A HAMPSHIRE archivist has told of her fear that the four-centuries-old Broadlands archives could be broken up or sold abroad.
Janet Smith, county archivist at the Hampshire Record Office, said that breaking up the material would be “dreadful”.
She added that many of the researchers who use its database often go on to the University of Southampton to follow up their findings with the Broadlands archive.
The special collection has been kept by the university for more than 20 years.
The archives are worth about £2.85m and the university has first refusal for the purchase, as revealed in yesterday’s Daily Echo.
Should the collection be put out to the open market, Janet fears that with such a large and important collection, overseas education establishments could also be interested.
“That’s always a possibility,” she said. “With outstanding collections, where there is a national and international interest, that’s a real danger. If it did end up going on the open market they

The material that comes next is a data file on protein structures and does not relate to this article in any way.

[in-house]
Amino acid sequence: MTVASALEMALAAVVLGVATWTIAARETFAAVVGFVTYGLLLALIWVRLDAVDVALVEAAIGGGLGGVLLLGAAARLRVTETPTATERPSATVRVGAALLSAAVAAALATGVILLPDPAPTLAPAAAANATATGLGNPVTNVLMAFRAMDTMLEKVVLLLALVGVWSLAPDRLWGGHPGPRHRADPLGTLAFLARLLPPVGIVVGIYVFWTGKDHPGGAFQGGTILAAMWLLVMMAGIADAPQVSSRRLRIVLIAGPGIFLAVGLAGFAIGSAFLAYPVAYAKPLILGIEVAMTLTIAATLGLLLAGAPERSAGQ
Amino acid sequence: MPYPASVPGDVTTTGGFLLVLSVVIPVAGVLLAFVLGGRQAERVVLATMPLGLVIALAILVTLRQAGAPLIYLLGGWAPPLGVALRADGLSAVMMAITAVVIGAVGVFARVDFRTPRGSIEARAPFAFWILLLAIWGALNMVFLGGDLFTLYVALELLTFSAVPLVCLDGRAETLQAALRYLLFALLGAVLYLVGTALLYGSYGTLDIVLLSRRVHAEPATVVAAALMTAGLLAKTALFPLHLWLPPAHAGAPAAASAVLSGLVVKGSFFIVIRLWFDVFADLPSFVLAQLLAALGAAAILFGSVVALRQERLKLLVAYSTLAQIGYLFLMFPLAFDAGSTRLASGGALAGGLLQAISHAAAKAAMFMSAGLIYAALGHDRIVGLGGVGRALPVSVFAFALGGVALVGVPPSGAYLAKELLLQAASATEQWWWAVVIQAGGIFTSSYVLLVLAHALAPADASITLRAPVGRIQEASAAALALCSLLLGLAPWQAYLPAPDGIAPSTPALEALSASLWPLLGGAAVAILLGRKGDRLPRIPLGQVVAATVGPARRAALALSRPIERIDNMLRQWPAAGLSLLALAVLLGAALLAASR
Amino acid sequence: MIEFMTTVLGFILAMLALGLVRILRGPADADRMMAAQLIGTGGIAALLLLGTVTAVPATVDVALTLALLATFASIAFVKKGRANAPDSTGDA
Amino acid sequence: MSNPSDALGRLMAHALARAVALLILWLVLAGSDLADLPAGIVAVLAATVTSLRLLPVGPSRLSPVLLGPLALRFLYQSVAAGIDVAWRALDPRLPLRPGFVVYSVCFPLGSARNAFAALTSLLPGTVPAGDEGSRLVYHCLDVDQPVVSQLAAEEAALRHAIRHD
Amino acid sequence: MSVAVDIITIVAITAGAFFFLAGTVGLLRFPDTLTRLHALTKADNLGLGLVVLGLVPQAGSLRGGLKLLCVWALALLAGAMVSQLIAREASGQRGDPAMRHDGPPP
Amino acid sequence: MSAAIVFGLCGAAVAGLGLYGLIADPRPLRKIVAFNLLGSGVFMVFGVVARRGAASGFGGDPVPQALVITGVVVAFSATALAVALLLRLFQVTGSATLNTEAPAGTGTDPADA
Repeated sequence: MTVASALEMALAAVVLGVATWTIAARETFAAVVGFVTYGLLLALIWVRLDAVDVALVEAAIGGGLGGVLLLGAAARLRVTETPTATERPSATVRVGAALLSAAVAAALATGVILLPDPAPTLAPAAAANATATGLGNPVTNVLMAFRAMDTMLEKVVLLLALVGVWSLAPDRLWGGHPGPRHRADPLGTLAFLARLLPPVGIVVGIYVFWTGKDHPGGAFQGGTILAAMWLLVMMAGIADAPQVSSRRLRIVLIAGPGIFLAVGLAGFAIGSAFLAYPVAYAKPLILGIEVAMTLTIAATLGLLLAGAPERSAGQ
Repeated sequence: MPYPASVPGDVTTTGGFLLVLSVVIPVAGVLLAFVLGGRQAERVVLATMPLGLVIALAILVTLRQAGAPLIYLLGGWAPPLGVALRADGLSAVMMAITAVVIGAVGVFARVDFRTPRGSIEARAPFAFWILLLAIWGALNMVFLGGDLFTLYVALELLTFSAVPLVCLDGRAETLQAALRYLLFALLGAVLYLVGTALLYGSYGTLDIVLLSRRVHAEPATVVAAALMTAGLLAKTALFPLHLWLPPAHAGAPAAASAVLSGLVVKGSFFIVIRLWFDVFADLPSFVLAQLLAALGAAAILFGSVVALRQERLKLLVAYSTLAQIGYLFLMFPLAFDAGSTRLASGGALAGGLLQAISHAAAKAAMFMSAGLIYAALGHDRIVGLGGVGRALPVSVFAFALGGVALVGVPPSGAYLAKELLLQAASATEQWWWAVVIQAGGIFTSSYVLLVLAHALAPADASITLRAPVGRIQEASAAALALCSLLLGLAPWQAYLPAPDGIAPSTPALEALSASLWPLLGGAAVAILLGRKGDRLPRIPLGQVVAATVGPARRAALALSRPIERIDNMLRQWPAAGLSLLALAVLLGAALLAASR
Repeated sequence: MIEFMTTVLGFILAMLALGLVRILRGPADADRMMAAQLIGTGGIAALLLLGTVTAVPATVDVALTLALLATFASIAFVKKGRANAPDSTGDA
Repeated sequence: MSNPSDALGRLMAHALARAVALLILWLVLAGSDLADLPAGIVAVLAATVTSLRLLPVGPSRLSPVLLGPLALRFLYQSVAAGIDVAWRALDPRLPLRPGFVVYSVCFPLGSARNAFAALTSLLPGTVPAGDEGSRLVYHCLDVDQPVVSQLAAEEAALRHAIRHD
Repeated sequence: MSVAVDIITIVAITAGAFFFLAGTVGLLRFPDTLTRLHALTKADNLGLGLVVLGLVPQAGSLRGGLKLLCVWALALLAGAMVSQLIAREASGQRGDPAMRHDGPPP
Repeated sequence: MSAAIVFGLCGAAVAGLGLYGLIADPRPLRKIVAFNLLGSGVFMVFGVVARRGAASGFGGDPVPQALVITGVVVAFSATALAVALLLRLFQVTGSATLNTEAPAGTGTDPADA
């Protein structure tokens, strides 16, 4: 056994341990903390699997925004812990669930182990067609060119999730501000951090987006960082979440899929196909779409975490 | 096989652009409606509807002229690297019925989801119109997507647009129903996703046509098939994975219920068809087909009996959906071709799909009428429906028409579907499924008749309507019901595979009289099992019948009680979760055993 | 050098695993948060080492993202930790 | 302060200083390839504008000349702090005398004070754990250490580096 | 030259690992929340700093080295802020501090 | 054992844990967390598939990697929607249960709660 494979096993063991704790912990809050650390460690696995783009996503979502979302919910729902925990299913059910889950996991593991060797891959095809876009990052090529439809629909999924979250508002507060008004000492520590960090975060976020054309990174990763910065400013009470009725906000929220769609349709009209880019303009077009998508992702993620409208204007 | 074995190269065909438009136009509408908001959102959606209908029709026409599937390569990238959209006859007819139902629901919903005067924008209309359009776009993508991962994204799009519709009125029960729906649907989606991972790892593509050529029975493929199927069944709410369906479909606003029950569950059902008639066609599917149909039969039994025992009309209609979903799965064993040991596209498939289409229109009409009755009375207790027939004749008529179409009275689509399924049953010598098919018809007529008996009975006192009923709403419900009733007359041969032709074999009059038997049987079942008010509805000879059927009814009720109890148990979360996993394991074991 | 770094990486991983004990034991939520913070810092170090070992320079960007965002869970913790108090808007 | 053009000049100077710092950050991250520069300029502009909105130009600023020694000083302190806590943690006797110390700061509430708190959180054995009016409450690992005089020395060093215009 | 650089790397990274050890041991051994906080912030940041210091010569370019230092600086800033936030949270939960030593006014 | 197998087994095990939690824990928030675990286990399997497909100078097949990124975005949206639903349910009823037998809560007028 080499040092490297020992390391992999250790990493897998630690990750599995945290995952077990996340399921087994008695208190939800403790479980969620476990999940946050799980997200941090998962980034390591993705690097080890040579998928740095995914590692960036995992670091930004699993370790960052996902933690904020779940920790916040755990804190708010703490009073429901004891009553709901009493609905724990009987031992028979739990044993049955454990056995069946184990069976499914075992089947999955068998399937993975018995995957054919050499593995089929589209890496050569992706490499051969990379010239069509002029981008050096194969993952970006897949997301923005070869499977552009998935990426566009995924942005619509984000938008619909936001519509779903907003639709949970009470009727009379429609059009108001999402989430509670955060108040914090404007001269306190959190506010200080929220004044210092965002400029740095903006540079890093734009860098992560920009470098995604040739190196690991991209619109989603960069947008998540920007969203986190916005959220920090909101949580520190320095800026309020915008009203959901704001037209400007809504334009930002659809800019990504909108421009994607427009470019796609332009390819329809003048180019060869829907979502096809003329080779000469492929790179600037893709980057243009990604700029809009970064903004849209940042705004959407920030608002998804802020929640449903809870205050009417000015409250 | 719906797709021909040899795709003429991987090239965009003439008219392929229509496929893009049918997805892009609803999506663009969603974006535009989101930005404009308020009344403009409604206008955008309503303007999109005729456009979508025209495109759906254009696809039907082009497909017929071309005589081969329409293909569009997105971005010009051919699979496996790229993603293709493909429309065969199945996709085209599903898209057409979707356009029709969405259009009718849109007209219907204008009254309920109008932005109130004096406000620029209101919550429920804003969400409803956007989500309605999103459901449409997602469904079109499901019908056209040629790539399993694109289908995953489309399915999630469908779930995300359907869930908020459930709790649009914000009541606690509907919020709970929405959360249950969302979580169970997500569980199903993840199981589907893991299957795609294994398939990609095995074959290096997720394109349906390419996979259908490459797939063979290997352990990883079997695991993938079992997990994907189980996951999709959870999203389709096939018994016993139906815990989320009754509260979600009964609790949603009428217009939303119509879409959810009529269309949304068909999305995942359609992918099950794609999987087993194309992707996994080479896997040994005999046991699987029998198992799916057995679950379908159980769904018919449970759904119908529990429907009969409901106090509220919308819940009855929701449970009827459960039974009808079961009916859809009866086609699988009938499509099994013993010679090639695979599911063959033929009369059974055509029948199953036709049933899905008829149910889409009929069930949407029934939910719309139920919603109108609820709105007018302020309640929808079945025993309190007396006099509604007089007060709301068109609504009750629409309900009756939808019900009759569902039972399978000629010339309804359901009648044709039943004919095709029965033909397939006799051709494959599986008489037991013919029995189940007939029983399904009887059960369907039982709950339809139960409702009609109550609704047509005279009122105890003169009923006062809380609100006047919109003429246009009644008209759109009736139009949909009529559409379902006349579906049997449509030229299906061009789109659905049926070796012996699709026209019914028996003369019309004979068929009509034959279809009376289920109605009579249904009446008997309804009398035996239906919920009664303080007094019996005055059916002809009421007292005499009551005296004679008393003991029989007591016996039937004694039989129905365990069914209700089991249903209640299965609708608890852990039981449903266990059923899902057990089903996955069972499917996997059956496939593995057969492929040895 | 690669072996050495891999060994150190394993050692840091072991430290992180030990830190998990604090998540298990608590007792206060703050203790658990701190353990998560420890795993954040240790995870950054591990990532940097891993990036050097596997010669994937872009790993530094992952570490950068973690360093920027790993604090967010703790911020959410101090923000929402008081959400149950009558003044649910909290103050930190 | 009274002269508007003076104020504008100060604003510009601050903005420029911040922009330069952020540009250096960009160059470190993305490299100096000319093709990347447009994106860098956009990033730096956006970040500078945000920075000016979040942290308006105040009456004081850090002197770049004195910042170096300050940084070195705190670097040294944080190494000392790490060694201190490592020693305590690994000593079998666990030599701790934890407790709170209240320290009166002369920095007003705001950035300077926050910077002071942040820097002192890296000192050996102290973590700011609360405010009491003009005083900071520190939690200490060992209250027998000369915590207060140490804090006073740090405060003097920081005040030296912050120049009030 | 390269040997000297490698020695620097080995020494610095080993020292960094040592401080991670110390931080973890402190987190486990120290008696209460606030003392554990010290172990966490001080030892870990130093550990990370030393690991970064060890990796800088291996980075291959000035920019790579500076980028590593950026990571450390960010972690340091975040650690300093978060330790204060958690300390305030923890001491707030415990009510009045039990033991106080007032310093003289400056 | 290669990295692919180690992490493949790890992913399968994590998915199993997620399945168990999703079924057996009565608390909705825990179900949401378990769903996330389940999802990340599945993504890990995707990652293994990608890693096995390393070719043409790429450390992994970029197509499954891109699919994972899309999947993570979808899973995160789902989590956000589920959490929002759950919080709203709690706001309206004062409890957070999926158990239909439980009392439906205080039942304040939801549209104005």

are available for anyone to bid for. American universities, for example, may choose to bid for them.”
The county archivist said that the 4,500 boxes contained lists of paintings and sculptures owned by the families that had lived there, and key information about the history of the house.
Collections within the archives have detailed accounts of the improvements to the house and in particular records of changes made to the house in the 18th and 19th centuries.
The National Archives also confirmed to the Daily Echo that they were acting as an adviser to Lord Brabourne, who owns the collection, in any possible purchase.
Janet believed that the proposed solution to sell the documents to the university would be the best idea.
She said: “We all hope that the university purchasing the collection will be the outcome.”